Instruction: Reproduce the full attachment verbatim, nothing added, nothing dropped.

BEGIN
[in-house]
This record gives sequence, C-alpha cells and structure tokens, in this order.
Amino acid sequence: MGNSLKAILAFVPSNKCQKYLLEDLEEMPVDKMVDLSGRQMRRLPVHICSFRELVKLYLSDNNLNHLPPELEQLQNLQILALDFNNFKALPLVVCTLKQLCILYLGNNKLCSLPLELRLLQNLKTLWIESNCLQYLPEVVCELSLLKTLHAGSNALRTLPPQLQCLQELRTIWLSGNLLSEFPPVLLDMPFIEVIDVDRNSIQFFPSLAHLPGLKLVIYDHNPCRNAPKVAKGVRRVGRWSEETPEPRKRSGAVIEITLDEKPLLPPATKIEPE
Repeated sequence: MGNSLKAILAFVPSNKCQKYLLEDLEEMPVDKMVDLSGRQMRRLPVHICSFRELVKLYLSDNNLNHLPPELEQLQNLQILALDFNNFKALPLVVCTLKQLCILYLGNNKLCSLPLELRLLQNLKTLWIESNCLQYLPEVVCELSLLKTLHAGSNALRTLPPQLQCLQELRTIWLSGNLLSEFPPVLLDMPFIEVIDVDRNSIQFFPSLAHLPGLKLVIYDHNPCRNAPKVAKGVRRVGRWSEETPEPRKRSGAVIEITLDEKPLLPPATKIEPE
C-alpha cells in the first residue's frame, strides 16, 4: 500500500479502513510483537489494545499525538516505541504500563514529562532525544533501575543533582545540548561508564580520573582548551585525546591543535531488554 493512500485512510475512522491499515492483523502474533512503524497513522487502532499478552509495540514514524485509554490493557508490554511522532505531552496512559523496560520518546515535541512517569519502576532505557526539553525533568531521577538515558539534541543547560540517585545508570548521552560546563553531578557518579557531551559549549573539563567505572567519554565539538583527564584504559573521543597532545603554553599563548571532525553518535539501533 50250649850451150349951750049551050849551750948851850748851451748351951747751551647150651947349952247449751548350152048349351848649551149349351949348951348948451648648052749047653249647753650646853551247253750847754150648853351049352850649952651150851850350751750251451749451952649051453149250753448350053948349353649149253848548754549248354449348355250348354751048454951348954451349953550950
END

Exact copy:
[in-house]
This record gives sequence, C-alpha cells and structure tokens, in this order.
Amino acid sequence: MGNSLKAILAFVPSNKCQKYLLEDLEEMPVDKMVDLSGRQMRRLPVHICSFRELVKLYLSDNNLNHLPPELEQLQNLQILALDFNNFKALPLVVCTLKQLCILYLGNNKLCSLPLELRLLQNLKTLWIESNCLQYLPEVVCELSLLKTLHAGSNALRTLPPQLQCLQELRTIWLSGNLLSEFPPVLLDMPFIEVIDVDRNSIQFFPSLAHLPGLKLVIYDHNPCRNAPKVAKGVRRVGRWSEETPEPRKRSGAVIEITLDEKPLLPPATKIEPE
Repeated sequence: MGNSLKAILAFVPSNKCQKYLLEDLEEMPVDKMVDLSGRQMRRLPVHICSFRELVKLYLSDNNLNHLPPELEQLQNLQILALDFNNFKALPLVVCTLKQLCILYLGNNKLCSLPLELRLLQNLKTLWIESNCLQYLPEVVCELSLLKTLHAGSNALRTLPPQLQCLQELRTIWLSGNLLSEFPPVLLDMPFIEVIDVDRNSIQFFPSLAHLPGLKLVIYDHNPCRNAPKVAKGVRRVGRWSEETPEPRKRSGAVIEITLDEKPLLPPATKIEPE
C-alpha cells in the first residue's frame, strides 16, 4: 500500500479502513510483537489494545499525538516505541504500563514529562532525544533501575543533582545540548561508564580520573582548551585525546591543535531488554 493512500485512510475512522491499515492483523502474533512503524497513522487502532499478552509495540514514524485509554490493557508490554511522532505531552496512559523496560520518546515535541512517569519502576532505557526539553525533568531521577538515558539534541543547560540517585545508570548521552560546563553531578557518579557531551559549549573539563567505572567519554565539538583527564584504559573521543597532545603554553599563548571532525553518535539501533 50250649850451150349951750049551050849551750948851850748851451748351951747751551647150651947349952247449751548350152048349351848649551149349351949348951348948451648648052749047653249647753650646853551247253750847754150648853351049352850649952651150851850350751750251451749451952649051453149250753448350053948349353649149253848548754549248354449348355250348354751048454951348954451349953550950